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Expanding the Discipline

Sarah Levine


This project is a collaboration among Professors Sarah R. Levine (Stanford Graduate School of Education), Emily Rainey (University of Pittsburgh, English) and Paula M.L. Moya (Stanford University, Department of English). Despite more than a century of reform efforts, K - 12 schooling remains grounded in White Western texts, teaching, and evaluation regimes which do not adequately represent the cultures and practices of minoritized communities, or support the learning of students in those communities. 

High school English Language Arts (ELA), which includes the study of literature and language, is a case in point. ELA Teachers and students are often relegated to a narrow kind of literary reading and response, shaped by Western cultural traditions, histories of neoliberal reform, and current White backlash against attention to race, class, gender, and justice. These narrowed versions of literary reading do not reflect the rich practices of those who read and respond to literature in their professional or personal lives. For example, university-based literary scholars use literature to explore and contest entrenched discourses around race, ethnicity, gender, and sexuality. Non-professional communities (e.g., book clubs, fan fiction writers, amateur hip hop critics) built on more diverse cultural traditions and communities, likewise engage in productive and satisfying literary work.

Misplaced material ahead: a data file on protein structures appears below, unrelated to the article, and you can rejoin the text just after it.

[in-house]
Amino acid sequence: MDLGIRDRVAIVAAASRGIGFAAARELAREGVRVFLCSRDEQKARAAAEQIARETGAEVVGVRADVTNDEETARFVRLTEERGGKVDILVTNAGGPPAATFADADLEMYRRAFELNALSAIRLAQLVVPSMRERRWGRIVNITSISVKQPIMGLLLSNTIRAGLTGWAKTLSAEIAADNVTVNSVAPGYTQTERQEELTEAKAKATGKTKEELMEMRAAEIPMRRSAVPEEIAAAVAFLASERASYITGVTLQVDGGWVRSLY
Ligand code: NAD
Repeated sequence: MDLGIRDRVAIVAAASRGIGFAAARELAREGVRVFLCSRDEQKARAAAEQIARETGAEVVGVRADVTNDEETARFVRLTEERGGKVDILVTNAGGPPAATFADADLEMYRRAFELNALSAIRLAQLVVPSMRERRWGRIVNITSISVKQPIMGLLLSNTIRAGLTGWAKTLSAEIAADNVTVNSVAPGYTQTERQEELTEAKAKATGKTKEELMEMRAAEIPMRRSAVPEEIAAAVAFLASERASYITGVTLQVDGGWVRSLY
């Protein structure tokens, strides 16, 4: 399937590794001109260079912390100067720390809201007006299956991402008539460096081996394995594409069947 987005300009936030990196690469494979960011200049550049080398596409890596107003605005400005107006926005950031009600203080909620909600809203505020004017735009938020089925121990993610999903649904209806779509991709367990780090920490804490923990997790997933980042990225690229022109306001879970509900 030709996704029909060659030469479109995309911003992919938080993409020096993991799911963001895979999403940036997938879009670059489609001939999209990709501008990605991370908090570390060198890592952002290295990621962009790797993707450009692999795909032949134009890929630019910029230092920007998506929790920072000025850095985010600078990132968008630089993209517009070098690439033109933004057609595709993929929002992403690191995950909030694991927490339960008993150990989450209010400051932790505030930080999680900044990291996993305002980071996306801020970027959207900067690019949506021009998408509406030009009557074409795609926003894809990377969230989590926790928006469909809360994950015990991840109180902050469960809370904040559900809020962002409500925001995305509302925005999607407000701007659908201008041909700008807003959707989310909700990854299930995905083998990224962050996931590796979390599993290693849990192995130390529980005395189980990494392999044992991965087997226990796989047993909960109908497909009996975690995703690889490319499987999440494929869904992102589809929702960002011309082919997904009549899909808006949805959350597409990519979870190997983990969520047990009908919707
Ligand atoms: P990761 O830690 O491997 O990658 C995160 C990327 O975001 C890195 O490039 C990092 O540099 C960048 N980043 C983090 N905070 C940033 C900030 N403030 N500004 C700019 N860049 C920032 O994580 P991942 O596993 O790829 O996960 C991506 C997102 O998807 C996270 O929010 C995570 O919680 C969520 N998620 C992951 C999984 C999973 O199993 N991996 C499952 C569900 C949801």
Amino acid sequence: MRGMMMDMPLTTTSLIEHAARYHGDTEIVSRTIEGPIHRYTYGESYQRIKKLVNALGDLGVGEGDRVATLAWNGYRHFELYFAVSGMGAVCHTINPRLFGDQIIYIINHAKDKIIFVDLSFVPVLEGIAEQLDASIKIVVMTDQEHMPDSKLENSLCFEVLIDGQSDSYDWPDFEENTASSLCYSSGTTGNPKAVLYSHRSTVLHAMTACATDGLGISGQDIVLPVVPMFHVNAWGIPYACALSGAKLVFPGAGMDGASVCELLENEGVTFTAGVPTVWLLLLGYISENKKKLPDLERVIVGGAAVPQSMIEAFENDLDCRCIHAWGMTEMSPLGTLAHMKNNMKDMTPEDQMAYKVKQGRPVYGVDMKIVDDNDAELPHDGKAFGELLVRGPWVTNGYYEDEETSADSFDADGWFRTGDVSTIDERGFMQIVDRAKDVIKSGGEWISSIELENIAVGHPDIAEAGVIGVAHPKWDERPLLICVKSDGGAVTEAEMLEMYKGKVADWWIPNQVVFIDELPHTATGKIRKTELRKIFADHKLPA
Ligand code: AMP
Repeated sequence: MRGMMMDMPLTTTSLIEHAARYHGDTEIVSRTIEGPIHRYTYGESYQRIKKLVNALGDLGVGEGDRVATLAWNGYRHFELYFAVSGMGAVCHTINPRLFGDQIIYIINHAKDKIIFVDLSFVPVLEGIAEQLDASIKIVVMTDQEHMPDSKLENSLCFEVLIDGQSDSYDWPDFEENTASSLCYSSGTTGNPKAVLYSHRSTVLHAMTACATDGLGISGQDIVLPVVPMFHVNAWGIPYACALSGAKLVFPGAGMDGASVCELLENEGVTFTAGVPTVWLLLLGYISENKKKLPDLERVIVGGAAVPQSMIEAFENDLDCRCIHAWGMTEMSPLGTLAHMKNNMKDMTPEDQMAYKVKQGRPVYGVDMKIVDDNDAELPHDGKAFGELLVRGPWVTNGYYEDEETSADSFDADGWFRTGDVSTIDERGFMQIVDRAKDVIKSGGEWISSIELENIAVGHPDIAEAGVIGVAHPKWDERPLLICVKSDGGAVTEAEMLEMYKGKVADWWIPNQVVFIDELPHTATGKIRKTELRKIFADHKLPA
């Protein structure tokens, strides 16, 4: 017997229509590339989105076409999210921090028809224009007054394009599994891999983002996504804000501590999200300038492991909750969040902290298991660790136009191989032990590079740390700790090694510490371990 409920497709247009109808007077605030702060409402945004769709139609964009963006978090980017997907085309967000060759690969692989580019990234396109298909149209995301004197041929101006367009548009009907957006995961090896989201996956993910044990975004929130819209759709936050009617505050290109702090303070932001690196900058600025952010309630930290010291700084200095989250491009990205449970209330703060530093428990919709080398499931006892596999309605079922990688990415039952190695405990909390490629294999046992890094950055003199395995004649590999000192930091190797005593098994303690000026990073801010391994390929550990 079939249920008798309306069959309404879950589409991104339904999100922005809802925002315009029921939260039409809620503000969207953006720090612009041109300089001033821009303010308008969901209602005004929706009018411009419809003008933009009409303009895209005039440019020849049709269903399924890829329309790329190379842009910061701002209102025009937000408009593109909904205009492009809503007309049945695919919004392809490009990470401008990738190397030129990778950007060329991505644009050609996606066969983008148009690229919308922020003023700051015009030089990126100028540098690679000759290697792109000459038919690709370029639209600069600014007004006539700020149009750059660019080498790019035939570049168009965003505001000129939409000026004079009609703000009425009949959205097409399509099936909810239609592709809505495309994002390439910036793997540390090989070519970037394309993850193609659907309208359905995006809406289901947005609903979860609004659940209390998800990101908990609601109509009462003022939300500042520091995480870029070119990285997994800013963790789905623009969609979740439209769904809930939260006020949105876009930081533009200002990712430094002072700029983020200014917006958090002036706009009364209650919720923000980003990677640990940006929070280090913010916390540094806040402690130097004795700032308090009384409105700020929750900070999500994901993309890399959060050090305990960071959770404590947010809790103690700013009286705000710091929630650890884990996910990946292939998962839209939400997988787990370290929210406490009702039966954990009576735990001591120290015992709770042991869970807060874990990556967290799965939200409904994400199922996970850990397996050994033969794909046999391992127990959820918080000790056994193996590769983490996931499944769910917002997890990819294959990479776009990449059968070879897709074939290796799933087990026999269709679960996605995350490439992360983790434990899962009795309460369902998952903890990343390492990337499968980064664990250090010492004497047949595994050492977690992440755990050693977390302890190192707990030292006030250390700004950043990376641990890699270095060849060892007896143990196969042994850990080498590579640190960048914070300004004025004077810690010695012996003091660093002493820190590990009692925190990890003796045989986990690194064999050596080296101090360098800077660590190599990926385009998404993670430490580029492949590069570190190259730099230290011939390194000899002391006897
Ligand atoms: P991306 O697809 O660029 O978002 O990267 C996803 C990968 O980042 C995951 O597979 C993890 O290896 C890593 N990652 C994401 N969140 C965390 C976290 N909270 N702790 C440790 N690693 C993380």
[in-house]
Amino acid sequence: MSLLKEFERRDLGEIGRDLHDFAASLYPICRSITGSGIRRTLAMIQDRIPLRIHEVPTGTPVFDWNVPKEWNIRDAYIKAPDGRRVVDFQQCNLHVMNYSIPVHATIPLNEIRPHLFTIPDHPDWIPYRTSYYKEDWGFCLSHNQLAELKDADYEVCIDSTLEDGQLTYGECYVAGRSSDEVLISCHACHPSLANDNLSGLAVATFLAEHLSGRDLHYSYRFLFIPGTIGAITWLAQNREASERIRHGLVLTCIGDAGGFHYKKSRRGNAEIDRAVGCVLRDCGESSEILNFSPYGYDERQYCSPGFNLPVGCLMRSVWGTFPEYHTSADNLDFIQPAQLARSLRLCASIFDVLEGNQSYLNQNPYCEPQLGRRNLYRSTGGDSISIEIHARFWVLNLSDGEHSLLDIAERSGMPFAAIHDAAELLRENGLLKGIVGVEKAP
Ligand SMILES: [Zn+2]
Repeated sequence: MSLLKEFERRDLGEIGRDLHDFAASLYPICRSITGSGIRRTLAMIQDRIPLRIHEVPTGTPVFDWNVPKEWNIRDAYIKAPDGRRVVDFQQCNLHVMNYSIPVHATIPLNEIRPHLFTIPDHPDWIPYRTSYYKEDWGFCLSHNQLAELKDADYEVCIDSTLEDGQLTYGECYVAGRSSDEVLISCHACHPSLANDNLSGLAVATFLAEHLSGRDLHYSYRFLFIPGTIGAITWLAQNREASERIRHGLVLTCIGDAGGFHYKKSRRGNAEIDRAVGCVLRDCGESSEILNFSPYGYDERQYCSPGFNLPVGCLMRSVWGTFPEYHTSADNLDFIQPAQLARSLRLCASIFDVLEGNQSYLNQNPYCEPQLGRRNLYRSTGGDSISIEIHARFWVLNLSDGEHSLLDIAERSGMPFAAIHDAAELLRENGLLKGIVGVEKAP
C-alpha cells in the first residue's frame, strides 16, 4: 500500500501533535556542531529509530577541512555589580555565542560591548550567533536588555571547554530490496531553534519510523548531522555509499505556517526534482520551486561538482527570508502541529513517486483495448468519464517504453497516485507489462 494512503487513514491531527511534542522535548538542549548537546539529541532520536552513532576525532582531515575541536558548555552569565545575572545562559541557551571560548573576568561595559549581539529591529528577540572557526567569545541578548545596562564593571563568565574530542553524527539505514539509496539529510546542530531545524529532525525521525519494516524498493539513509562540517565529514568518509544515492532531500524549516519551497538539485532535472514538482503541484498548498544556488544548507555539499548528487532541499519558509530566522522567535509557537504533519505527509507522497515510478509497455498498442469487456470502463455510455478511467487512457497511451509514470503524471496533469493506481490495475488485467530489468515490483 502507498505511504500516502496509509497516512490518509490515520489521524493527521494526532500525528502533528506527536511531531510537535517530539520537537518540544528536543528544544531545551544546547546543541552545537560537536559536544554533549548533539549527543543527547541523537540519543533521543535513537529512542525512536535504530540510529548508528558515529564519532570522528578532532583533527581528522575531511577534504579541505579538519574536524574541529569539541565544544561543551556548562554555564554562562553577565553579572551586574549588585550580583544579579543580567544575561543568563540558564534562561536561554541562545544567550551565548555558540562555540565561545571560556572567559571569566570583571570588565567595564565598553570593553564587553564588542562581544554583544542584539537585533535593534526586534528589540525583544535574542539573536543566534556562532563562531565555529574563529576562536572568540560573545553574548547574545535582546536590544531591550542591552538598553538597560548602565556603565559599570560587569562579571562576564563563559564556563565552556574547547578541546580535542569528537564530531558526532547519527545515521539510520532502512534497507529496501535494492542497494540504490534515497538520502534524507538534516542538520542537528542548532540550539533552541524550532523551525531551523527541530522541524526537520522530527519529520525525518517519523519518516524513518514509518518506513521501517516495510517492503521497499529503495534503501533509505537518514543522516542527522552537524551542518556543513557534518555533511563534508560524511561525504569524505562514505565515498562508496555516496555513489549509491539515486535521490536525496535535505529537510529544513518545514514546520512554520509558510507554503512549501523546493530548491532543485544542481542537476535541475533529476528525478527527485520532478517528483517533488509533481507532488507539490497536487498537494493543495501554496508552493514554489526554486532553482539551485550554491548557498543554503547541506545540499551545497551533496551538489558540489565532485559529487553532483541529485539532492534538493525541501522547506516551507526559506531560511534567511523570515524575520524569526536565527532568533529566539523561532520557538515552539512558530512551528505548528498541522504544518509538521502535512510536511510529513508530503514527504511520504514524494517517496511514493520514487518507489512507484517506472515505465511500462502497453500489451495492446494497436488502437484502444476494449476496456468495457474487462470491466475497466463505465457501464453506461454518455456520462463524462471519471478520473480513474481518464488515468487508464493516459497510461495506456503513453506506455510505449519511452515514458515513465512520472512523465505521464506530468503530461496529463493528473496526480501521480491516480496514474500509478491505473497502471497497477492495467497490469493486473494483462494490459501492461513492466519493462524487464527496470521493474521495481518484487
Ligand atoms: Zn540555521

Many ELA educators want to expand their practice, but they need knowledge, resources, and authority to do so. In the Everyday Language Arts Project, we analyze the texts, practices, and products in post-secondary literature courses and of out-of-school communities of practice engaged with literary reading and response. We then use these findings as tools for instruction and advocacy in secondary schools, with the goal of disrupting traditional White Western discourses and connecting high school ELA with the diverse texts, practices, and products in the rest of the literary world.

Funders: the Andrew W. Mellon Foundation